Low Mileage 1992 Volkswagen Corrado SLC For Sale

Last week I featured a SLC Rado with a few more miles and was a bit more expensive than this example.  That, my friends is what I like to call a “ripping deal.”  Well if it was such a good deal it would have sold on eBay but nobody was willing to meet the $7.9k asking price.

It may be just me, but how can a one owner Rado not get some nibbles at that price?  For you Rado fans it is still on the Vortex so gawk away.

1992 Volkswagen Corrado SLC For Sale:

From the seller –

“I’m selling my 1992 VW Corrado SLC with 56k original miles on it, I am the original owner. It’s stick shift, has full leather interior, has been garage kept and has no rust. I have all of the original stock parts on hand should you want to pull off any performance enhancements. All of my service work was done at Jennings VW in Glenview, IL.

Here is the list of what is on the car…

Always used synthetic oil
I have a high quality car bra that will be included
Bilstien HD shocks
Autotech Springs
Front and Rear Strut bars
28mm sway bar in rear
GIAC Performance chip
Low temp thermo
Coolant = Distilled Water and Water Wetter
Color matched SAMCO radiator hoses
Jacob Ignition Coil – Omni Torquer
Techtonics Tuning Stainless cat back exhaust
Koenig Villain rims along with the Stock rims and tires
Alpine stereo, 4 channel Soundstream Amp.
Sunroof is original and works (no scratches)
4 point Racing seal belt
stainless steel brake lines
slotted rotors
push button starter
Alpine Alarm with impact sensor and radar proximity sensor
Paint is Red and original, some minor dings. I’ll consider all offers.”

That is a incredibly clean car.  The seller started at $10k and has come down to $7.9k, so he is motivated to sell.  I look for these weekly and I am not sure I have found a car that is a better combination of condition, mileage, and price.

If you can deal with those robotic seat belts that want to behead drivers at every turn this may be worth looking into.


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  1. Very nice find.

  2. If you’ve been desperately seeking that elusive low-mileage Corrado SLC for a while, your opportunity is certainly here.

    For the rest of us, the miserable seatbelts and bright red atomic egg looks are a bit off-putting. I always really *wanted* to like these.

    Why couldn’t VW have combined the Scirocco’s classic good looks (and non-beheading seatbelts) with the Corrado’s drivetrain and performance?!?

  3. Why doesn’t VW sell the Scirocco III in the US?

  4. That is exactly the question I was going to ask. The Rocco III would kill it over here.

  5. Because VW doesn’t like to compete with itself (GTI, Golf R), the sports hatch market is too limited in the US, and the Scirocco III is too expensive and low volume to make enough money for it to be worth the effort required.

  6. BTW, I agree with you – the Scirocco III is absolutely striking in person, and in R form would be particularly kick-ass. Unfortunately, a reasonably-optioned Scirocco R can run north of $50K in Europe.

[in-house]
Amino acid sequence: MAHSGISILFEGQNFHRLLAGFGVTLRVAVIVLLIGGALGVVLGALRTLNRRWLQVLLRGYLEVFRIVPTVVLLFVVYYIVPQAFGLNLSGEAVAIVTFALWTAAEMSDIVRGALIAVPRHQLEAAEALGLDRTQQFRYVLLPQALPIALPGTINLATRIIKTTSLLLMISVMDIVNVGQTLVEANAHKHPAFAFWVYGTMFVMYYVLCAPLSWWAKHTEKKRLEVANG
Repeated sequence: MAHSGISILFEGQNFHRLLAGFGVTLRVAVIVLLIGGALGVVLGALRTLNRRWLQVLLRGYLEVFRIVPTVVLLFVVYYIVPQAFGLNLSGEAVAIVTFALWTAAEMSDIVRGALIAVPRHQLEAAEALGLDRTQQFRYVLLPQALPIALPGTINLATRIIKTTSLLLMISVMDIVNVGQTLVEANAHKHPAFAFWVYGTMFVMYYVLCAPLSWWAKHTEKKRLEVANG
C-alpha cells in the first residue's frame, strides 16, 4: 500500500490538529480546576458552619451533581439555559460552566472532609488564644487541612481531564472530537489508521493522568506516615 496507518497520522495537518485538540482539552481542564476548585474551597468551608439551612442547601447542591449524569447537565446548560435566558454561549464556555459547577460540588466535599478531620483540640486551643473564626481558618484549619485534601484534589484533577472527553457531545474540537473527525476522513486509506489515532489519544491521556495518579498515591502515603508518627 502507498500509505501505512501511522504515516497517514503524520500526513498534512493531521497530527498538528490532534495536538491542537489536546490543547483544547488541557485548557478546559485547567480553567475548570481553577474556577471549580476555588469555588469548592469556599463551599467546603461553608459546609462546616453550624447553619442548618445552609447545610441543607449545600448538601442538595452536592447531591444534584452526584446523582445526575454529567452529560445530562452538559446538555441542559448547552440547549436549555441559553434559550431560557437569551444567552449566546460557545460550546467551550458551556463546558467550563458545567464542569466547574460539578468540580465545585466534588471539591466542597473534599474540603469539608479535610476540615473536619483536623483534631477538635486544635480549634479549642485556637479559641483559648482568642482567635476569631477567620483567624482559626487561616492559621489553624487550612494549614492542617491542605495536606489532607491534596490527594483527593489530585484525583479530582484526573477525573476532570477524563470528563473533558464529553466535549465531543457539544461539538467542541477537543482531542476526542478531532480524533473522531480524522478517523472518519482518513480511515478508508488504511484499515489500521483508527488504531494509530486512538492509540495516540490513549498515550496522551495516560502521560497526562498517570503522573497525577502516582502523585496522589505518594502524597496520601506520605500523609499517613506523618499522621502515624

7. I disagree with you Larry. Those same 3 models are sold right next to one another on the showroom floor in most EU countries. The base model Scirocco gets 50+ mpg. That kills any gas mizzer vehicles sold in the states. It’s also a little cheaper MSRP then an equally equipped Golf. The issue is the outrageous tax per model the US places on vehicles being imported, it’s something like $1-2 million per year per variant.

  8. You can’t compare their prices and ours. If you did it would make an TT RS cost $70k+ over here. The way they equip them and the weak dollar changes, radically, the prices.

  9. Very nice ride but seriously put a actual price on it otherwise eBay it ….

  10. I agree, Jeff. US and European market pricing aren’t *directly* comparable.

    The US is a much larger market with vastly different pricing influences. Americans generally expect to pay a lot less for vehicles, and expect higher levels of performance and equipment for that lower price.

    However, we can compare *relative* pricing of different models to get a gauge on what the manufacturer might *want* to charge here.

    To be price and equipment competitive, European manufacturers have consistently priced vehicles substantially lower in the US market, while at the same time providing much higher levels of equipment. And on top of that, as you noted, there are significant costs to certify and sell a model for sale here.

    To make adequate margins, they need to sell more units across fewer products and configurations. So, there are fewer choices here – fewer models, and options are typically grouped into a minimum number of packages and trim levels (rather than the more common “a la carte” option menus seen in Europe).

    If they don’t think they can sell enough of a given configuration (model, trim level, option packages, etc.) – or if they think one model will cannibalize sales from another – they usually won’t offer it here.

    For us, this means less variety – including very few hatchbacks, wagons and other lower-volume models not widely embraced in this market.

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